Zynga Game Network, Inc., which describes itself as “the number one social gaming company with 30 million daily active users,” obtained an ex parte temporary restraining order against its competitor Playdom, Inc. and two former Zynga employees. Z ynga both filed the case in the Superior Court of the State of California, Santa Clara County, and obtained the temporary restraining order on Wednesday, September 9, 2009.  Zynga asserted its entitlement to injunctive relief on trade secret misappropriation and unfair competition grounds under California law.

In its Complaint and Motion for Temporary Restraining Order (posted on TechCrunch) Zynga alleges that two of its employees retained trade secret-laden documents prior to resigning to join Playdom. Specifically, the Motion asserts that Zynga employee David Rohrl copied three files to a USB storage device before business hours roughly two weeks before his resignation. The files in question concern the design and modification of some of Zynga’s online games. The Motion further alleges that Zynga employee Raymond Holmes e-mailed a number of documents to his personal e-mail account on the days leading up to his August 24, 2009 resignation from Zynga. Among the e-mailed documents was Zynga’s “Playbook,” a document that Zynga describes as “literally the recipe book that contains Zynga’s ‘secret sauce,’ and its contents would be invaluable to a competitor like Playdom.” Zynga adds that Holmes deleted these e-mails from his "Sent" e-mail folder on his computer on the date of his resignation.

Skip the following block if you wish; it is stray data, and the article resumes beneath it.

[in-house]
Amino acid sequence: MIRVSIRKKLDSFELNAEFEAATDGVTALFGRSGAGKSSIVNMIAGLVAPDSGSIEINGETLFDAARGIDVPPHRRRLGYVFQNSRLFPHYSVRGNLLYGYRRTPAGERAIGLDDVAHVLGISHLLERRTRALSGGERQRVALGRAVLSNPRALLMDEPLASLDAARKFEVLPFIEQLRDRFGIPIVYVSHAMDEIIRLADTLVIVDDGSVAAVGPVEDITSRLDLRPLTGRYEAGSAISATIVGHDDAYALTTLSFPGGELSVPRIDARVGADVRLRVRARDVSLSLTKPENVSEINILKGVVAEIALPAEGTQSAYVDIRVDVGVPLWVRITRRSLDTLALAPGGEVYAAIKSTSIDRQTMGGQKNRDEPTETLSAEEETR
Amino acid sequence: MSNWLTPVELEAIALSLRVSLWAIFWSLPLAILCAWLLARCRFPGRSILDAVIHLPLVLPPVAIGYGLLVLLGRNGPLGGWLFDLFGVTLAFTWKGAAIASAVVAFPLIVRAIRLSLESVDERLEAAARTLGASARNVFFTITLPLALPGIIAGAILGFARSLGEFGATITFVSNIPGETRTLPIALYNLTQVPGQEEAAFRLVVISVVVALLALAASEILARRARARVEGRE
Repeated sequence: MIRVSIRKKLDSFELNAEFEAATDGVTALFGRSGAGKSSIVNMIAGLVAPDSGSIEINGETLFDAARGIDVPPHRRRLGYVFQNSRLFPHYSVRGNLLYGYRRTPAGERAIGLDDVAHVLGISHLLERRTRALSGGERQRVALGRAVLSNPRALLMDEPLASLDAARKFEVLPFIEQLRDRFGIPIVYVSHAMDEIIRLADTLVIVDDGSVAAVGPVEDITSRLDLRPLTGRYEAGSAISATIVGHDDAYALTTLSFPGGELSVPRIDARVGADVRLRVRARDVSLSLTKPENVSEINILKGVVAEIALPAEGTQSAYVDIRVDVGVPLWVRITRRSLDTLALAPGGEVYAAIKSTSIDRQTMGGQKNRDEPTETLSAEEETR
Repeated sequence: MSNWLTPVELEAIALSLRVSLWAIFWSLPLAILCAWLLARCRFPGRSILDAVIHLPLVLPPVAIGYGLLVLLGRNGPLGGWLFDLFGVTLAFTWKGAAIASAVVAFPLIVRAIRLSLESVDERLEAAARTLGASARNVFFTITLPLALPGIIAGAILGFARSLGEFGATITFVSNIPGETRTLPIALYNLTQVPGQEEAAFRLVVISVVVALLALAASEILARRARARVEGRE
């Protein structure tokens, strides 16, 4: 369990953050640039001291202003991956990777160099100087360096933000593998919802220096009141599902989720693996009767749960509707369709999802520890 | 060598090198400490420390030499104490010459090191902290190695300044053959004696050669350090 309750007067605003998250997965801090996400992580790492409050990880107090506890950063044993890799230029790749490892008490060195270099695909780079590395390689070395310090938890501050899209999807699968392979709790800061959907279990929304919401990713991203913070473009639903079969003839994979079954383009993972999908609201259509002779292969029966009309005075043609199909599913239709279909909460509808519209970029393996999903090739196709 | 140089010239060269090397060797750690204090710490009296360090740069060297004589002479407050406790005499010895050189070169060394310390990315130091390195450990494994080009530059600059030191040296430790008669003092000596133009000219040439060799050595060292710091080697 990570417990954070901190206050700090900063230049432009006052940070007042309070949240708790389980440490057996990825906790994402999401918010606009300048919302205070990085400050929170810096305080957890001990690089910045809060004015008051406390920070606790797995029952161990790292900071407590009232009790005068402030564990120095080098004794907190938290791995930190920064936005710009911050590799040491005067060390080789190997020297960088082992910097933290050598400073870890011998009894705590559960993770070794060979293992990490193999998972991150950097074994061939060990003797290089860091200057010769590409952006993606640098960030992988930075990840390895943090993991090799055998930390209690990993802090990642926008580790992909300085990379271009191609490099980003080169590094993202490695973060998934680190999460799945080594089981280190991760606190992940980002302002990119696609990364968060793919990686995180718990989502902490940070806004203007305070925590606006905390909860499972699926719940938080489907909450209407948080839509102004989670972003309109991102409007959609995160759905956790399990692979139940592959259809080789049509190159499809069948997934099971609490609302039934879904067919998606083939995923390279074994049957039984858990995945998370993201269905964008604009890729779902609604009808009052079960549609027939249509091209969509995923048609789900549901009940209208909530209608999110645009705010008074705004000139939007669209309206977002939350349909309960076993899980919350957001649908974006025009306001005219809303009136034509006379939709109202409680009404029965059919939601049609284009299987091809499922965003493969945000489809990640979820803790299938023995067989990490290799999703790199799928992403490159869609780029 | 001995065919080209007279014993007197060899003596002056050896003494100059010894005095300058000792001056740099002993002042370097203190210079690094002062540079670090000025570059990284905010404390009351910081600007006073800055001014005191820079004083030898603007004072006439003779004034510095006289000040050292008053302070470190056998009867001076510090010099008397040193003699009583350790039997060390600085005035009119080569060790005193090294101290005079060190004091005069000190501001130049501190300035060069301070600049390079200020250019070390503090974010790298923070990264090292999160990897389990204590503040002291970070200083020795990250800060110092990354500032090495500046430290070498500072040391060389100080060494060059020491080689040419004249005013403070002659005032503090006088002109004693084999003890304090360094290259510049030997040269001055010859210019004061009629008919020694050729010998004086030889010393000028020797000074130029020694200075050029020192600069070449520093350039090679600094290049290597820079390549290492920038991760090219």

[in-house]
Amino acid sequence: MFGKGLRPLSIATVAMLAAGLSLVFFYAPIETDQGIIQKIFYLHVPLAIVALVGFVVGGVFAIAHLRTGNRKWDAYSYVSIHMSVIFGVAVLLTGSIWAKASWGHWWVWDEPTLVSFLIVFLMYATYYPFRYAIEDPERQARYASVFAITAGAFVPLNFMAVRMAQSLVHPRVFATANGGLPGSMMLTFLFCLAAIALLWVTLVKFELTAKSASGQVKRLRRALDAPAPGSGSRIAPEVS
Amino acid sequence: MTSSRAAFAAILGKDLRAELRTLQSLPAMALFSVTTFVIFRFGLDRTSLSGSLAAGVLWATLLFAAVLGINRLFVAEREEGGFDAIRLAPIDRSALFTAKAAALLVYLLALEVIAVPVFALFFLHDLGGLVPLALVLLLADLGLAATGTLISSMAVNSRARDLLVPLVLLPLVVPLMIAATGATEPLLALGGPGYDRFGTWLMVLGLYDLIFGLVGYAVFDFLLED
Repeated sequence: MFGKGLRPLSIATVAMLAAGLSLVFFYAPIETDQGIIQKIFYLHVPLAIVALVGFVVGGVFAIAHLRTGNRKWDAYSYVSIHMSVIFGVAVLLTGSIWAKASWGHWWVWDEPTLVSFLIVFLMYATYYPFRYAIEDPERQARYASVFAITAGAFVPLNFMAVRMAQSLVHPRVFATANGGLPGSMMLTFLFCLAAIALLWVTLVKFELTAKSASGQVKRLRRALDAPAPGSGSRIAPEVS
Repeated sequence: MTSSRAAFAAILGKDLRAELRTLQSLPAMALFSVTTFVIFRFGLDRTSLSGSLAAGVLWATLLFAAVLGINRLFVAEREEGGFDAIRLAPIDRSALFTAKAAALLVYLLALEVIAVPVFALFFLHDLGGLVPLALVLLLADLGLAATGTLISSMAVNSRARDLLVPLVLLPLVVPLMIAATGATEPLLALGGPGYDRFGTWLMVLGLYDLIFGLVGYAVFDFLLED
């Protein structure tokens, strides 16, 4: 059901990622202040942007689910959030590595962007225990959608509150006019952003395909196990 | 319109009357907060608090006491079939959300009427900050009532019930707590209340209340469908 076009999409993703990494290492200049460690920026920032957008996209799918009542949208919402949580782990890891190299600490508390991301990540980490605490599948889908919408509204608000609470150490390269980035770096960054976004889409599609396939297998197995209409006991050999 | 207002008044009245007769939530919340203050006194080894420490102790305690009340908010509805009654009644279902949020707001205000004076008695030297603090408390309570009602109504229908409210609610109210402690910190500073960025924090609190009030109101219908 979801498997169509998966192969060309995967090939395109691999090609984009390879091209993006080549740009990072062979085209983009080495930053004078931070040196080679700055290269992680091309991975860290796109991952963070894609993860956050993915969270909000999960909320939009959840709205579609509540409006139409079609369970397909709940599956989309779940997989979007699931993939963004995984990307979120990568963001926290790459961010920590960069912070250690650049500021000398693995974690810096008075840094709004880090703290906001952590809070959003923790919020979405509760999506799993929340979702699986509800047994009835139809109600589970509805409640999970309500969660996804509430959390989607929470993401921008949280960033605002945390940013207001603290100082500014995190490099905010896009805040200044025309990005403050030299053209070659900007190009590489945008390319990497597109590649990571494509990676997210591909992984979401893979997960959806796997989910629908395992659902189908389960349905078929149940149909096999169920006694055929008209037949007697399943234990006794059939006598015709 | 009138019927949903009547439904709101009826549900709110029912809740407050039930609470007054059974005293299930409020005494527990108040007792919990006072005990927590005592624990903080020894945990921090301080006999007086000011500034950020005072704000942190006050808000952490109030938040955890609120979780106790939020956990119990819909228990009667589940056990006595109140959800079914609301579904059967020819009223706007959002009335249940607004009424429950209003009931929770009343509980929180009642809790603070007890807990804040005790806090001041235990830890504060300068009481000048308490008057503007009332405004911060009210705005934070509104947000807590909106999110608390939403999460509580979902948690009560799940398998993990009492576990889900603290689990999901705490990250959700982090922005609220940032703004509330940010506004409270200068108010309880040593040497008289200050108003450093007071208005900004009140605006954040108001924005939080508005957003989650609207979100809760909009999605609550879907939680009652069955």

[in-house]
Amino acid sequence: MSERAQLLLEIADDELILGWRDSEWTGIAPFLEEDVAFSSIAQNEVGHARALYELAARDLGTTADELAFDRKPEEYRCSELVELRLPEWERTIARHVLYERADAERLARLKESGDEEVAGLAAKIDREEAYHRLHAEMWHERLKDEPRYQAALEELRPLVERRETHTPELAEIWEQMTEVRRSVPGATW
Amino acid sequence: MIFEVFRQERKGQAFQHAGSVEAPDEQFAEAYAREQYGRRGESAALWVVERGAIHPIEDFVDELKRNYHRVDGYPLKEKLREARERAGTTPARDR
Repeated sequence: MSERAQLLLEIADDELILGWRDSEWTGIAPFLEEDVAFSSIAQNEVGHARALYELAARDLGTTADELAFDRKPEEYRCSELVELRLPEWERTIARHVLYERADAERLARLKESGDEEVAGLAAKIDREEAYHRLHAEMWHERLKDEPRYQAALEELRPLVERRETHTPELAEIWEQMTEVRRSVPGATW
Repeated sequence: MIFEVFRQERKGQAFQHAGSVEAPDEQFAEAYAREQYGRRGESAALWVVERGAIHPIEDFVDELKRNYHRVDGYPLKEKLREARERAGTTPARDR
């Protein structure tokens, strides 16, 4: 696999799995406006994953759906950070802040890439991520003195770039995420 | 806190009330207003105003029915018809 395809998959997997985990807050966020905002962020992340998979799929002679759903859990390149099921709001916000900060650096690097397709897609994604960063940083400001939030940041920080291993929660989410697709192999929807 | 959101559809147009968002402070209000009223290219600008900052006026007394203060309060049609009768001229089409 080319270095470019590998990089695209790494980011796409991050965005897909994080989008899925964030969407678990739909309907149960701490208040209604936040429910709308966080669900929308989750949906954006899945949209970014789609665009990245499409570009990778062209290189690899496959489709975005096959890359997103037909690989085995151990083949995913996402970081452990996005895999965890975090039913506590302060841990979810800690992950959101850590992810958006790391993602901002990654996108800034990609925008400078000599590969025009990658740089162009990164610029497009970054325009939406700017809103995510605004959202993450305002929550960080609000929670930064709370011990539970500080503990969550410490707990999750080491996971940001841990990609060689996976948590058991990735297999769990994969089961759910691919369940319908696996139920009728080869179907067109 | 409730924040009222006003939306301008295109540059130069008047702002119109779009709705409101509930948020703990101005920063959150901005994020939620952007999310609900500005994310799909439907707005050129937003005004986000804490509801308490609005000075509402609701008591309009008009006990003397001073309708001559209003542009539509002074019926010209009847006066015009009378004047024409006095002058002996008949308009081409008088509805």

Zynga also sets forth a series of allegations that Playdom obtained Zynga trade secrets through its process of recruiting Zynga employee Martha Sapeta. Playdom recruiter Jennifer Farris gave Sapeta assignments to provide suggestions to improve Playdom games, including an instruction that Sapeta’s proposed features “can be a straight up ripoff from our competitors [sic] app.” Zynga also asserted (albeit in a vaguer fashion) that Playdom also obtained Zynga trade secrets in its recruitment of Zynga employee Scott Siegel.

Although not central to its Motion for Temporary Restraining Order, Zynga also adds in a back story concerning Playdom’s alleged previous efforts to obtain Zynga trade secrets and confidential information. Zynga describes an effort by Playdom to use a sophisticated computer algorithm to obtain information about users of Zynga’s Texas Hold ‘Em game and then to solicit those users to play Poker Palace, a competing Playdom game. Zynga also claims that Playdom used the trademark of Mafia Wars, a Zynga game, in an advertisement for Mobsters, a competing Playdom offering.

The Court entered the Temporary Retraining Order in exactly the form submitted by Zynga. The Order forbids Playdom, Holmes, and Rohrl from a variety of activities, including using certain Zynga information, attempting to recreate Zynga’s applications to which Holmes and Rohrl had access at Zynga, and inducing Zynga employees to violate contractual obligations or their duties of loyalty. The Court further executed an Electronic Preservation Order that compels the Defendants to preserve potentially relevant information, identify a number of categories of data, and, most significantly, provide a number of electronic storage devices to Zynga’s forensic expert for imaging.  Finally, the Court set forth an expedited discovery schedule culminating in a preliminary injunction hearing on October 1, 2009.  We expect a flurry of activity in the case leading up to that date.